If a criminal predicate or reasonable suspicion is identified or the findings of the Pre-Event Assessment provide specific, actionable intelligence, fusion centers may support agency leadership and law enforcement officers by identifying the collection requirements3 applicable to the event, based on the mission and role of the fusion center. In those limited circumstances, fusion centers should also be involved in any post-event activities, including the information evaluation, dissemination, and retention efforts. Fusion centers should not be involved in post-event evaluation, dissemination, and retention efforts of events that involve only routine public safety issues, such as conflicts between demonstrators or crowd-control problems.
“Red Flag” Areas
“Red flags” are issues and concerns identified throughout the three-stage process that law enforcement should carefully evaluate before proceeding. As agencies utilize the guidance identified in this paper and respond to First Amendment-protected events, there are certain areas that law enforcement leadership must be aware of as they assess whether and to what degree, if any, officers should be involved in these events. Law enforcement leadership should clearly articulate the reason, purpose, and justification for collecting information when addressing these “red flag” areas in the agency Operations Plan.
1. Pre-Event Red Flags
• Collecting information based solely on participants’ beliefs/groups’ actions.
• Collecting names of organizations, proposed participants, or contact organizers (other than event organizers), including counterdemonstration groups.
2. Operational Red Flags
• Sharing information about the group(s) with other law enforcement agencies or criminal justice entities that do not have an applicable law enforcement mission.
• Taking pictures and videos of the event.
- Collecting names or other identifying information (such as license plates) of participants, people in the area, counterdemonstrators, or bystanders watching the event.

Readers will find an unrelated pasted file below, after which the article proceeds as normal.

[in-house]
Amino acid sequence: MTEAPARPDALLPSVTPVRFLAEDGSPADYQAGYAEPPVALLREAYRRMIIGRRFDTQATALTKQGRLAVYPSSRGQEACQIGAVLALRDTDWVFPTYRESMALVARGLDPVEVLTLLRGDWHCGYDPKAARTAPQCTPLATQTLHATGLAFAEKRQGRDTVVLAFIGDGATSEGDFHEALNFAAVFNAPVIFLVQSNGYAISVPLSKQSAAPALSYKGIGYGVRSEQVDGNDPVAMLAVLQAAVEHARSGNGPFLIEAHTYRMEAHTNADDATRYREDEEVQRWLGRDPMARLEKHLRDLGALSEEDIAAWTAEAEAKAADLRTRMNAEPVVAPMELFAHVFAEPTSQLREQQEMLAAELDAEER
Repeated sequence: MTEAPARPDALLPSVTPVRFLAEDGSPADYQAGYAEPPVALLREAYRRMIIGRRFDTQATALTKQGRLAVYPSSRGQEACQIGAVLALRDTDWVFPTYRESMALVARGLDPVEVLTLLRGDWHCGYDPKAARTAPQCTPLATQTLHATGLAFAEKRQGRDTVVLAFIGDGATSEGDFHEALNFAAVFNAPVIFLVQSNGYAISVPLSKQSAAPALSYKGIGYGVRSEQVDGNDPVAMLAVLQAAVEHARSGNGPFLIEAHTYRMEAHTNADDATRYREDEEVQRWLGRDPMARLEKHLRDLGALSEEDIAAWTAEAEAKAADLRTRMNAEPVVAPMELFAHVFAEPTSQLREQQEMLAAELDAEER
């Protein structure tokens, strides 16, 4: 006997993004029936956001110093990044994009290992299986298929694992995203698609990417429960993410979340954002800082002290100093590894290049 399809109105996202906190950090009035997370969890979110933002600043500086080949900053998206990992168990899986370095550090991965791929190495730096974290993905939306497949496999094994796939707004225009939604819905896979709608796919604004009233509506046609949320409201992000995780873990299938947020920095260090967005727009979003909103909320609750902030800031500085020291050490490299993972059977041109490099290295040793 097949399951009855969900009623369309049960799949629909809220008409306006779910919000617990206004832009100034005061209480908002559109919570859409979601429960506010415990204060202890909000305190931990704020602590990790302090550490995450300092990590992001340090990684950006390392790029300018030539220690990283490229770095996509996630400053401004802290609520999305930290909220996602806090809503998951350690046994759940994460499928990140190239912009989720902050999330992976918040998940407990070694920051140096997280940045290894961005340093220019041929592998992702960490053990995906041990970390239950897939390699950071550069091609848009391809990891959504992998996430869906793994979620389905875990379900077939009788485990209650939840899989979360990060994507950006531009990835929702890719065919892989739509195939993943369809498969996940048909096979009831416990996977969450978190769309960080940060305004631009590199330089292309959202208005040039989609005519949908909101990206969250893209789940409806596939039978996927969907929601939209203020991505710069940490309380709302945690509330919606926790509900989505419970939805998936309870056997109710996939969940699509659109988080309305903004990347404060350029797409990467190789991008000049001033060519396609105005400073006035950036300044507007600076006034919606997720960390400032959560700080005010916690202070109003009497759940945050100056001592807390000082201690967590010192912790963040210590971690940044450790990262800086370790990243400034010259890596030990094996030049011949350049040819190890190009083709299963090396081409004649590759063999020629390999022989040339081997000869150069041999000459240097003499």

3. Post-Event Red Flags
• Retaining information beyond the purpose for which it was obtained or where no indication of criminal activity was found.
• Sharing information about the group with other justice entities.
• Not responding to reasonable inquiries regarding the role of law enforcement at the event.
It is imperative that law enforcement leadership distinguish between appropriate operational planning for activities where a criminal predicate exists and those activities protected by the U.S. Constitution. Leadership should recognize and consider these issues throughout their planning process and clearly articulate law enforcement’s role (as well as what law enforcement will not be involved in) throughout the planning process. If a legal or justified basis cannot be articulated, further research should be conducted before proceeding.
As with all law enforcement response, officers should adhere to constitutional protections, both federal and state; court decision(s); state statutes; and local ordinances, as well as agency privacy policies and procedures and other relevant resources, to ensure their response is in line with agency policy and procedures.
Prohibited conduct may include:
- Investigating and collecting, maintaining, using, or sharing information regarding persons or groups solely because they are involved in constitutionally protected activity.
- Investigating and collecting, maintaining, using, or sharing information regarding persons or groups solely because of the content of their speech (e.g., if there is no reasonable law enforcement purpose, such as criminal conduct advocated or planned or threat to public safety).
- Investigating and collecting, maintaining, using, or sharing information regarding persons’ or groups’ exercise of their First Amendment rights for a purpose unrelated to the event.